Coca-Cola Bets on Jonah Hill, Martin Scorsese for Super Bowl Energy Boost TV Campaign
Jonah Hill just wanted to see his friend Martin Scorsese. Coca-Cola wanted to make an interesting Super Bowl commercial. Somehow, those two goals came together.
The soda giant has enlisted actor Hill and director Scorsese in a Super Bowl effort that bucks its traditions for the event. For years, Coca-Cola’s Super Bowl entrances have focused on its flagship namesake beverage and touted themes of unity and inclusion. But in 2020, with consumers showing a yen for new kinds of drinks, Coca-Cola will give the promotional spotlight to another product.
The 60-second ad will play up Coca-Cola Energy, the first energy drink made available in the U.S. under the Coca-Cola name (it’s already available overseas). The drink and its cherry-flavored counterpart has been available in stores since January 20, and Coke is betting that the relationship between Hill and Scorsese will win viewers over during a night when they will see many pitches and product introductions from Madison Avenue.
“The hard part of working with Marty is that you miss him so much after he’s gone,” says Hill in an interview. Hill was in Scorsese’s 2013 film “The Wolf of Wall Street,” and considers him a friend and mentor.
In the spot, created with the ad agency Wieden + Kennedy, Scorsese finds himself all alone at a party, and reached out to his friend Hill to see when he might be arriving. Unbeknownst to the director, Hill isn’t sure he wants to go. The pair communicate by text message and the world follows their exchange, until a swig of Coca-Cola Energy gives Hill the boost he needs to meet his pal. Hip-hop artist YBN Cordae make a cameo.
Coca-Cola executives initially reached out to Hill for the ad, says Geoff Cottrill , senior vice president of strategic marketing for Coca-Cola, in an interview, and were hoping he might have an idea for someone to play the friend waiting for him. “I think it’s a great example of how the creative process can work when you hire talent to be in a spot and you work with them to make the creative better,” says Cottrill. “We would never have gotten to Martin Scorsese if it hadn’t been for Jonah. His perspective made our story a lot better.”
Many large food and beverage companies are using the Super Bowl to nod to shifting consumer preferences with a bevy of new products. Anheuser-Busch InBev, for example, will use this year’s event to introduce a Bud Light Seltzer.
Coca-Cola has in recent months added several new products to its mix, including an orange vanilla version of its popular drink. The company unveiled a cinnamon-flavored Coca-Cola around the holidays, along with a winter spiced cranberry version of Sprite. There are plans in the works to introduce cherry vanilla, says Jaideep Kibe, vice president of Coca-Cola Trademark, Coca-Cola North America. The new Coca-Cola Energy drinks include 114 mg of caffeine per 12-ounce. serving, as well as guarana extracts and B-vitamins.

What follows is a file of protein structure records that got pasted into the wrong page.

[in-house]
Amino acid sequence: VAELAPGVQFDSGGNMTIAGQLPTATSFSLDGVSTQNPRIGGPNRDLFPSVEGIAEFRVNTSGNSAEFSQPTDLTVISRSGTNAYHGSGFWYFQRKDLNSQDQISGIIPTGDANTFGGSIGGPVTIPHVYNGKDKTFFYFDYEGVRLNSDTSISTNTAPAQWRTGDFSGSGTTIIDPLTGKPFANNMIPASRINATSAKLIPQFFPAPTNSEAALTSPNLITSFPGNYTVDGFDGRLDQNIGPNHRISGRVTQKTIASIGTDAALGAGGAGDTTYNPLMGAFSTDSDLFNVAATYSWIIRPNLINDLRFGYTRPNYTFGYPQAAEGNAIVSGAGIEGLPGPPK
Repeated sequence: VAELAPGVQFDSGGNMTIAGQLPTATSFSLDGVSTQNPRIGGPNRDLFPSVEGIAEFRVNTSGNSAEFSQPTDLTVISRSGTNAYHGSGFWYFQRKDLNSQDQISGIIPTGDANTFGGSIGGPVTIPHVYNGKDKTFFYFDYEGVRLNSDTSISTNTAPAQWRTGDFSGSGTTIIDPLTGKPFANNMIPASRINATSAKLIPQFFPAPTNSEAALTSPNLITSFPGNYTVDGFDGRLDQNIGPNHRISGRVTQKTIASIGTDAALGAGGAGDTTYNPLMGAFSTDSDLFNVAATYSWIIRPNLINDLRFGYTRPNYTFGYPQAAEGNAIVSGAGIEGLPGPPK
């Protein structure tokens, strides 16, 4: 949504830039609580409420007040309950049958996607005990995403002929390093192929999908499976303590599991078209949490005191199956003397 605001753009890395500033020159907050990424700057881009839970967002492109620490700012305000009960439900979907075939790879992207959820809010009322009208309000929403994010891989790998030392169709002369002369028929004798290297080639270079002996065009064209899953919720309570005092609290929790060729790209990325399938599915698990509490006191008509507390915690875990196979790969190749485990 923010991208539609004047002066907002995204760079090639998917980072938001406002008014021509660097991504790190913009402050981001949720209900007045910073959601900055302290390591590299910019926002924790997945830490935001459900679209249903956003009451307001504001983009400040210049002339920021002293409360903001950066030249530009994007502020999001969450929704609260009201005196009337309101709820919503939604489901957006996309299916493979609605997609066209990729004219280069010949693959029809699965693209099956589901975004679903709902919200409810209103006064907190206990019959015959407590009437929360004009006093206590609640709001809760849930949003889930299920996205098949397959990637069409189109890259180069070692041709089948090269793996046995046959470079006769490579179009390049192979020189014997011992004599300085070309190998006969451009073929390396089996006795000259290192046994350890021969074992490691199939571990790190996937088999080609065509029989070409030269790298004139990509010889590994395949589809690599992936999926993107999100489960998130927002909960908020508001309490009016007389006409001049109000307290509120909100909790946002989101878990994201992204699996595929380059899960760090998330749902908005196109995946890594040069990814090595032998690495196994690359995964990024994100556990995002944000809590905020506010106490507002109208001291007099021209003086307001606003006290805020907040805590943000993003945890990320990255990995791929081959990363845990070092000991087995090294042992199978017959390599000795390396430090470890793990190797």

Consumers are showing interest in new “lifestyles and tastes and preferences,” Kibe says, which prompts the companies that cater to them to “respond and change.”
Coca-Cola has already teased the ad with a short video of Scorsese’s trademark glasses reflecting the three dots one sees when one is waiting for a friend to respond to a text. The hashtag accompanying the commercial is #ShowUp, a nod to the themes of the spot. But the storyline may continue on Monday, after game play is over.
Coca-Cola is extending the push to “show up” beyond the Big Game to Monday morning, which many Americans use as a day to recuperate after a night of Super Bowl partying.The company will, in a collaboration with Amazon, distribute free samples of Coca-Cola Energy to New York commuters from 7 a.m. until noon eastern on Monday, Feb. 3 at Grand Central Terminal in Vanderbilt Hall, while Amazon Treasure Trucks will do the same in 29 U.S. cities. Amazon Alexa users also can order the products by saying “Alexa, Order Coke Energy.”
The whole thing hinges on whether Super Bowl viewers see themselves in the situation that envelops Hill and Scorsese in the commercial. “We laugh a lot when we are together, and I think that’s what makes the spot ultimately very sweet,” says Hill.